Sonja Lawrenson »

Sonja Lawrenson lectures in eighteenth- and nineteenth-century literature at Manchester Metropolitan University. Her research centres on women’s writing in eighteenth-century and Romantic Ireland. She has published on authors such as Frances Sheridan, Elizabeth Hamilton and Maria Edgeworth, and more broadly on Romantic Orientalism, popular fiction and the eighteenth-century Irish stage.

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This article is © 2022 The Author and is the result of the independent labour of the scholar credited with authorship. Unless otherwise noted, the material contained in this journal is licensed under a Creative Commons Attribution-NonCommercial-NoDerivatives 4.0 (CC BY-NC-ND) International License.
Date of acceptance: 6 November 2019.

Referring to this Article

S. LAWRENSON. ‘Florence and the Machine: Female Authorship, Popular Culture, and Technological Modernity in Sydney Owenson, Lady Morgan’s Florence Macarthy (1818)’, Romantic Textualities: Literature and Print Culture, 1780–1840, 24 (Winter 2021)

Online: Internet (date accessed): http://www.romtext.org.uk/articles/rt24_104/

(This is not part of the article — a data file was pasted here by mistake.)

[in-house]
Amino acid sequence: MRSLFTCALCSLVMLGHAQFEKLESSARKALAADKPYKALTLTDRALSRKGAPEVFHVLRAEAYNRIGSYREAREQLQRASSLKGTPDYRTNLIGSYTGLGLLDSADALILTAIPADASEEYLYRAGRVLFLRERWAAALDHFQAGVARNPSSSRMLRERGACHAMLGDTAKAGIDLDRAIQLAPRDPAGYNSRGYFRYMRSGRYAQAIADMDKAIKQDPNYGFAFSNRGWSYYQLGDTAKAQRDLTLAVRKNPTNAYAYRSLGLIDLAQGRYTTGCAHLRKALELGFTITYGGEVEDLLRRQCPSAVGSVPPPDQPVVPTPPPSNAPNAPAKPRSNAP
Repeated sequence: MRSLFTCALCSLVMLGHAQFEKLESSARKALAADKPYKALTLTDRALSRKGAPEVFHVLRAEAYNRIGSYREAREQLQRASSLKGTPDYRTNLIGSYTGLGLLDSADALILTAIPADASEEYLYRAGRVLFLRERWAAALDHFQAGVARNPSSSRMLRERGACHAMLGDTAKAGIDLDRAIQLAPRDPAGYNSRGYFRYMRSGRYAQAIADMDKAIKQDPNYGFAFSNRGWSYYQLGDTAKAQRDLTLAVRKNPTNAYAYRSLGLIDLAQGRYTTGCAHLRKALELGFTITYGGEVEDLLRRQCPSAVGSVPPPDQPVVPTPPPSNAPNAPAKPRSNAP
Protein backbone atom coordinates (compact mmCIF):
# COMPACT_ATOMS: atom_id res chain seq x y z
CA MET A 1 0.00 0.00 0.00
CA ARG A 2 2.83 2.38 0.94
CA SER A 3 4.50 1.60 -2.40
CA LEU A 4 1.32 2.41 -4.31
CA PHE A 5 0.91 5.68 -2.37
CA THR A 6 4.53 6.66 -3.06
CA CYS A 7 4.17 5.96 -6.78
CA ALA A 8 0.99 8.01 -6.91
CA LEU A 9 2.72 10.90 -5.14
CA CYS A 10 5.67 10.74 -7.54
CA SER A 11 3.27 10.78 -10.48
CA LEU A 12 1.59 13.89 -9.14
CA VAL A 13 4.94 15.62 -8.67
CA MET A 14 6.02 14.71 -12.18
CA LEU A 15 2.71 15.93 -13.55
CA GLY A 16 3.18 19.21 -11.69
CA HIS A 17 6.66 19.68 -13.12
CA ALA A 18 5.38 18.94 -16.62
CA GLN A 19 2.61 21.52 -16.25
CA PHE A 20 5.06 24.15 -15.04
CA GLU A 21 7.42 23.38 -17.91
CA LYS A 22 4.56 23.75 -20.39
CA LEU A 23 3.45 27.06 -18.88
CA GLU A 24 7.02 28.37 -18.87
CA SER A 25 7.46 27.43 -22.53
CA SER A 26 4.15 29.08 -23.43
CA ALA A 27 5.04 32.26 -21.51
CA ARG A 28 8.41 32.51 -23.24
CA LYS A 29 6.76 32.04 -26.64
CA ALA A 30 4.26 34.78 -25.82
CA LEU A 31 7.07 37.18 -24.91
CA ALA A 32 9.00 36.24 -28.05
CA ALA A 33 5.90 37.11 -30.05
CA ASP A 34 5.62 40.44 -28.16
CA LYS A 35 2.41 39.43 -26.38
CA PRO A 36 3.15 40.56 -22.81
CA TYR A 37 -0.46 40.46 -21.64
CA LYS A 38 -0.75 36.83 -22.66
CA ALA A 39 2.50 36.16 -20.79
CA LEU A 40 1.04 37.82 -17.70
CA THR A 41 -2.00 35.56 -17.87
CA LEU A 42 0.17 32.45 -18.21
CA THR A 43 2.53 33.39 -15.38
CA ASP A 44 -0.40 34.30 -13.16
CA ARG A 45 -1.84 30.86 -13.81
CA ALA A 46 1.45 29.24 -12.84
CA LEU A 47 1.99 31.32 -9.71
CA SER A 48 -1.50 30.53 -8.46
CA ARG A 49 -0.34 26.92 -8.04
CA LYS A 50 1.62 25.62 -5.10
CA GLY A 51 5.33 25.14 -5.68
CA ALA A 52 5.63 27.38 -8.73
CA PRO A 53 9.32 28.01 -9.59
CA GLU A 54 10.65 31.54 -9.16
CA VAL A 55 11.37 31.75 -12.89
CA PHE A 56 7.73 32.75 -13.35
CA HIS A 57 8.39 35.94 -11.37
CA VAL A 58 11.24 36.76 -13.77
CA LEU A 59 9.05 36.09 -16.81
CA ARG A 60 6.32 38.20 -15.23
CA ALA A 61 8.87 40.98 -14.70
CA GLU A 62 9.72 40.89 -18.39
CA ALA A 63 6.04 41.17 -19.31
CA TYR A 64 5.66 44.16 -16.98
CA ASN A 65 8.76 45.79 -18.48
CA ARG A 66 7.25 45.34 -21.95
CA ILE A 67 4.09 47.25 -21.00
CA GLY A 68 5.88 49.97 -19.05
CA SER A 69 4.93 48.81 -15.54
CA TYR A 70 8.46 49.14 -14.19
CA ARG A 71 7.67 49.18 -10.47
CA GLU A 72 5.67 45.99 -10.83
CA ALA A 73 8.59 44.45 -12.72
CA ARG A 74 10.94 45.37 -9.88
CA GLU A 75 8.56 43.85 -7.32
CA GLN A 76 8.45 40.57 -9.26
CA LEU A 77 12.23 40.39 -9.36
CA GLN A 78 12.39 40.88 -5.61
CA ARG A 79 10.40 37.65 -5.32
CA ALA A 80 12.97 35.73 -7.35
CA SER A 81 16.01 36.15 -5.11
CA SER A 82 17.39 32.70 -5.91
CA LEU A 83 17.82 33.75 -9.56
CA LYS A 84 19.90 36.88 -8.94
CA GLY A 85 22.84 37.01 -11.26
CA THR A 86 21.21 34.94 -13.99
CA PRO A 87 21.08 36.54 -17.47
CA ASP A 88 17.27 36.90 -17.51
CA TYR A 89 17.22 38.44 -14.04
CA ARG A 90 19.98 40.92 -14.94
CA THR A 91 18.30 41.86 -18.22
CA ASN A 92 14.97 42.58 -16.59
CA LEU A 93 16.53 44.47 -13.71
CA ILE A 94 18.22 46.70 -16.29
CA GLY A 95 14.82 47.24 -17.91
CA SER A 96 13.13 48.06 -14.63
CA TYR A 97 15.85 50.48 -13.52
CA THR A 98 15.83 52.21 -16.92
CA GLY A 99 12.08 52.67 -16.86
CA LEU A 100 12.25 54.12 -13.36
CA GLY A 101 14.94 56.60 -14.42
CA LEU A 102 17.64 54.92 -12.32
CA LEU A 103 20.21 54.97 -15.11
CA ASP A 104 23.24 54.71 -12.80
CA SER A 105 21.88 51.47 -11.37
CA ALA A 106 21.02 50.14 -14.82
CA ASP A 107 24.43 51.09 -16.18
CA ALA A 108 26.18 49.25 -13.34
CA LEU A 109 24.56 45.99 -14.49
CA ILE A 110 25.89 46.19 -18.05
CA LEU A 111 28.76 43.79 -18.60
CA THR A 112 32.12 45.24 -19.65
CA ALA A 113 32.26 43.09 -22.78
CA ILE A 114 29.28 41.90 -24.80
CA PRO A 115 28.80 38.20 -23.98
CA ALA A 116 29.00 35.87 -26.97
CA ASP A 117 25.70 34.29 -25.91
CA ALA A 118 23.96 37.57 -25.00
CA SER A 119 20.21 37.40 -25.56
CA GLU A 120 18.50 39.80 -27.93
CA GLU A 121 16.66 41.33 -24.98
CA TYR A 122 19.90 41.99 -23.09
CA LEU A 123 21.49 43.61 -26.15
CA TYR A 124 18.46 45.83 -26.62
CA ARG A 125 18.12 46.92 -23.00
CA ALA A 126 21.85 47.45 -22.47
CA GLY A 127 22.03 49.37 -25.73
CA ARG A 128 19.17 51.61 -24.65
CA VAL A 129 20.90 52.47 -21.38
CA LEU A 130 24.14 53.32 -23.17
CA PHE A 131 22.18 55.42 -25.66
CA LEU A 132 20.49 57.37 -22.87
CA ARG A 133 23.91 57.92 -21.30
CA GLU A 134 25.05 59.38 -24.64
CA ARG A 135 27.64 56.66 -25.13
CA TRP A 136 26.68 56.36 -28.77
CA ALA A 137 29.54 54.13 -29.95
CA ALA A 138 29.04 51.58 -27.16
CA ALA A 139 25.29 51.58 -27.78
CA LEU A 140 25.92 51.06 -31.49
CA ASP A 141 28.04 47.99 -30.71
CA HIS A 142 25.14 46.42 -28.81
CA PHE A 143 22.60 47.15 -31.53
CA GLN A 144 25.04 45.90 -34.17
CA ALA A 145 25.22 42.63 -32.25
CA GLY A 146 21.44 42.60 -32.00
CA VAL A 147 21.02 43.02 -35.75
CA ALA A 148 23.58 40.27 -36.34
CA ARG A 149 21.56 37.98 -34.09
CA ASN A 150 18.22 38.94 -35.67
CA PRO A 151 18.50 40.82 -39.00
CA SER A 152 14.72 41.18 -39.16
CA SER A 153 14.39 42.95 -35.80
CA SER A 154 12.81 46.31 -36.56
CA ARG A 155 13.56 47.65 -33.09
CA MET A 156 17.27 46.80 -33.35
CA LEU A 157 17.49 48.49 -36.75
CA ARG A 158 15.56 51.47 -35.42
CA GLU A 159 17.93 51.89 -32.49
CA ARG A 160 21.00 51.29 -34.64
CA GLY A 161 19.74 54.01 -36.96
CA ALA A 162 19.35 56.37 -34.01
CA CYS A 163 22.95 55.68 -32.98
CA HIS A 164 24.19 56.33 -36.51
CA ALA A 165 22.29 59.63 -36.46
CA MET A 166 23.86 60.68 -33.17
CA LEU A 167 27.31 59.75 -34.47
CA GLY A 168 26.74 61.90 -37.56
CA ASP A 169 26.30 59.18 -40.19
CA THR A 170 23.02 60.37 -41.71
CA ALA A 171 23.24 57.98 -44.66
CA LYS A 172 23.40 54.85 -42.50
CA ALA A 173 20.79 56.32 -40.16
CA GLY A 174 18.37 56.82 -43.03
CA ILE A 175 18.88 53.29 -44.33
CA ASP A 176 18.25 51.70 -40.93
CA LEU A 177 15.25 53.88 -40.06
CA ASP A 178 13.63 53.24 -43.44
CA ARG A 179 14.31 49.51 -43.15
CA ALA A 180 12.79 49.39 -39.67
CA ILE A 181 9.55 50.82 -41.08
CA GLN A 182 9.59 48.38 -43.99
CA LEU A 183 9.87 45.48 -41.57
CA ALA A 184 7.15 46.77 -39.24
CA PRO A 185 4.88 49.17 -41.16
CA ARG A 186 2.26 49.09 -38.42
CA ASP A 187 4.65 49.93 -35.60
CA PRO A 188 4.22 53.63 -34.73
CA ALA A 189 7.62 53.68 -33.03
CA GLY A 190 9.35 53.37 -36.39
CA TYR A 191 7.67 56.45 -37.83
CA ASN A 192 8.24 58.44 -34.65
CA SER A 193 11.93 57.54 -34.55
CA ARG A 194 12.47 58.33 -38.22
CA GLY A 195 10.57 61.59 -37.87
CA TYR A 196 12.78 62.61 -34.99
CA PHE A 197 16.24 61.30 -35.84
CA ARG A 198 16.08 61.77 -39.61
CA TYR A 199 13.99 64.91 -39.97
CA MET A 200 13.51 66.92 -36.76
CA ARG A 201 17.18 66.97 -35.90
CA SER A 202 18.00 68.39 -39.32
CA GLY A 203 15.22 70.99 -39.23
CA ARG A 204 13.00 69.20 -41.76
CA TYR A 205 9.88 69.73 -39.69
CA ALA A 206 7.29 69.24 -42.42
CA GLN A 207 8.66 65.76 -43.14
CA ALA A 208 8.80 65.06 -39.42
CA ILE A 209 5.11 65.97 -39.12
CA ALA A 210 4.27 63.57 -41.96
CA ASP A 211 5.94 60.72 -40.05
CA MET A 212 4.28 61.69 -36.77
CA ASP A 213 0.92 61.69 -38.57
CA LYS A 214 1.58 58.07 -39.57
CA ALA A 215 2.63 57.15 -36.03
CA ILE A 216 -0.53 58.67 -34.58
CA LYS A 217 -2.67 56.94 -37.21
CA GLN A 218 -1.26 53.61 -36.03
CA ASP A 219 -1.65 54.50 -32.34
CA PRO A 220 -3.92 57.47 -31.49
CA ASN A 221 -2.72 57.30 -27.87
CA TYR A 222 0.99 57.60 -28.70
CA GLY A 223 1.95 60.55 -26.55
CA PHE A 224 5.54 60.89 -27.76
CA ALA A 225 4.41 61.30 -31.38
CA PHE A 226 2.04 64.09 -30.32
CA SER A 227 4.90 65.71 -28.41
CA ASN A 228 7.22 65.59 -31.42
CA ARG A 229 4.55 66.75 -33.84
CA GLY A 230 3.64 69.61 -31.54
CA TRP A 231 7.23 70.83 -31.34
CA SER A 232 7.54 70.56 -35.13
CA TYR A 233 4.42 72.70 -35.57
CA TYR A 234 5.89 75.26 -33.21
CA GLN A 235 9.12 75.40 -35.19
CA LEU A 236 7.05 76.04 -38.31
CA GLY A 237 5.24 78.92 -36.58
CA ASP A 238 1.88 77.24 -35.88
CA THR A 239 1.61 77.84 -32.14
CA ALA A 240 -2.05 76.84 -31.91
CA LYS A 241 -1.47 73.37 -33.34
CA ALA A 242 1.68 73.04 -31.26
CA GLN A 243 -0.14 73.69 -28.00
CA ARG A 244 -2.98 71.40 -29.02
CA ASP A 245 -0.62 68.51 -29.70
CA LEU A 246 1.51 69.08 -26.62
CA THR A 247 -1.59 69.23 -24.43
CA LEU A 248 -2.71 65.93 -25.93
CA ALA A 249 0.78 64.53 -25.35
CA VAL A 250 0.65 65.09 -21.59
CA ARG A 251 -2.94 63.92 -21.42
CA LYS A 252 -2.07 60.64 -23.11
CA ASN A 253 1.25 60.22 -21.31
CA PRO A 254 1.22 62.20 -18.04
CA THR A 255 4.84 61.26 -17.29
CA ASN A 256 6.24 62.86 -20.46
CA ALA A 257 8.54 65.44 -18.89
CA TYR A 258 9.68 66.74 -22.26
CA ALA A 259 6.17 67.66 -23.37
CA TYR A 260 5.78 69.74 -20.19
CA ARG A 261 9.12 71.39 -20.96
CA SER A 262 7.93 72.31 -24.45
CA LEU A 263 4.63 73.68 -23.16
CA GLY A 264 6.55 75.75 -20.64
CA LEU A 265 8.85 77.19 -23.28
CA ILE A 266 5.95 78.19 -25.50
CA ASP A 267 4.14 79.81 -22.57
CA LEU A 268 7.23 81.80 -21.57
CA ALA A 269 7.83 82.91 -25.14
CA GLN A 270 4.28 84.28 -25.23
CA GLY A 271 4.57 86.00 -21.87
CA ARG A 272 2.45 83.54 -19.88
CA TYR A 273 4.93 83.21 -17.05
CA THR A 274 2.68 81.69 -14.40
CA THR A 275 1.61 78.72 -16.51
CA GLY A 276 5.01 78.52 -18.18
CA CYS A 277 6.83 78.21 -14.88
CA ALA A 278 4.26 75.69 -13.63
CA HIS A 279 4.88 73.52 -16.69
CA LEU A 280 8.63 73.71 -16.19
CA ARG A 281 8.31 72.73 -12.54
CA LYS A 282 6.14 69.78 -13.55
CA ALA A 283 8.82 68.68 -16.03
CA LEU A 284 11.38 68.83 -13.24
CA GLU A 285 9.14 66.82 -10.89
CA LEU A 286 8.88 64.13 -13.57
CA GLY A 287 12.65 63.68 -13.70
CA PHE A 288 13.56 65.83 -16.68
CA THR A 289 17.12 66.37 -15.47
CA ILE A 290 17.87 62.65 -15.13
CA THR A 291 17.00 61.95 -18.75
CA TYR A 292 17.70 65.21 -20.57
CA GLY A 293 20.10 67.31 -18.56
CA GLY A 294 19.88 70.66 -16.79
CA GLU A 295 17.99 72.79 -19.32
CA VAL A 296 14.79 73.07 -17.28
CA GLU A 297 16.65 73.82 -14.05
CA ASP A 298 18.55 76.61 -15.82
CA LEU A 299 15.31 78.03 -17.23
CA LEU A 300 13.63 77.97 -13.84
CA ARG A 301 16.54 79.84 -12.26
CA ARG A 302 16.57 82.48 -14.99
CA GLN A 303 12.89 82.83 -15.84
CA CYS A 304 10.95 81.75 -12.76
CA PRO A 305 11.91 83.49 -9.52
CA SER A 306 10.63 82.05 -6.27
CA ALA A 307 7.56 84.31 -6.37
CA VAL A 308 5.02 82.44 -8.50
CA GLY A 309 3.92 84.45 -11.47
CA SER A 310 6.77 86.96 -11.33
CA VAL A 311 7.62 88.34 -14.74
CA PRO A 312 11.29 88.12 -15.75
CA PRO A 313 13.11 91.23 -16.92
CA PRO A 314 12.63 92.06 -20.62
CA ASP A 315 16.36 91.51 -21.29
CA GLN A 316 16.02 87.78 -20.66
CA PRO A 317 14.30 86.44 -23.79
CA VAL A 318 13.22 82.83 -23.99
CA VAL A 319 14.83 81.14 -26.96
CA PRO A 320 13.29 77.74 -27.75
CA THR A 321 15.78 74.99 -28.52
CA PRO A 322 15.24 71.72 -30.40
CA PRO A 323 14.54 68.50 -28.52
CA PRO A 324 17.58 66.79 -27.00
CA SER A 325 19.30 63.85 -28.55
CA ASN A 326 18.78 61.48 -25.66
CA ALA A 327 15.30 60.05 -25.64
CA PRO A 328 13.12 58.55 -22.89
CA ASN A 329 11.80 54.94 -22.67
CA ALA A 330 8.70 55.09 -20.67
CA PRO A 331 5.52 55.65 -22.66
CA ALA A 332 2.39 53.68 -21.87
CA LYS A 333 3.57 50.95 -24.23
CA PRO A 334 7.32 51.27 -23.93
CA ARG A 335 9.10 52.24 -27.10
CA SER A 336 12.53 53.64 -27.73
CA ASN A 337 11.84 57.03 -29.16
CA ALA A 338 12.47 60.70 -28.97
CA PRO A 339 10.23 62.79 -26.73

PDF DOI:10.18573/romtext.104

Florence and the Machine

Female Authorship, Popular Culture and Technological Modernity in Sydney Owenson, Lady Morgan’s Florence Macarthy (1818)

Abstract Abstract

Abstract: While the critical establishment baulked at the rapid expansion of the literary marketplace in the early nineteenth century, Lady Morgan’s Florence Macarthy boldly declared its allegiance to the precariously feminised domain of popular romance. Embracing its own synthetic and syncretic modernity, Morgan’s seventh novel revels in the spectacle, sensation and simulation so vociferously denounced by reviewers of her earlier works. Moreover, in its self-reflexive scrutiny of the material processes of Romantic literary production, Morgan’s fiction interrogates its own position within an increasingly commercialised and mechanised publishing industry. In asserting the centrality of such commercial and mechanical modernity to Morgan’s aesthetic, this article departs from previous scholarly discussions of her oeuvre. It argues that Florence Macarthy’s engagement with Irish politics is not anchored in antiquarian retrospection but instead emerges out of an effervescent literary marketplace in direct competition with new arenas of spectacular entertainment. Thus, rather than promote a supposedly atavistic and anachronistic cultural nationalism, the surface narrative’s flirtation with the romance of Irish antiquity is continually disrupted by an underlying acknowledgement of the competing literary, political and historical narratives at play within the national tale. Synchronising and synthesising these competing discourses for the popular reader, Florence Macarthy registers the hybridity of its own romance as a distinctly modern yet sophisticated form of mechanical reproduction that cannot be dismissed as the mere automatism of an antiquarian reflex.

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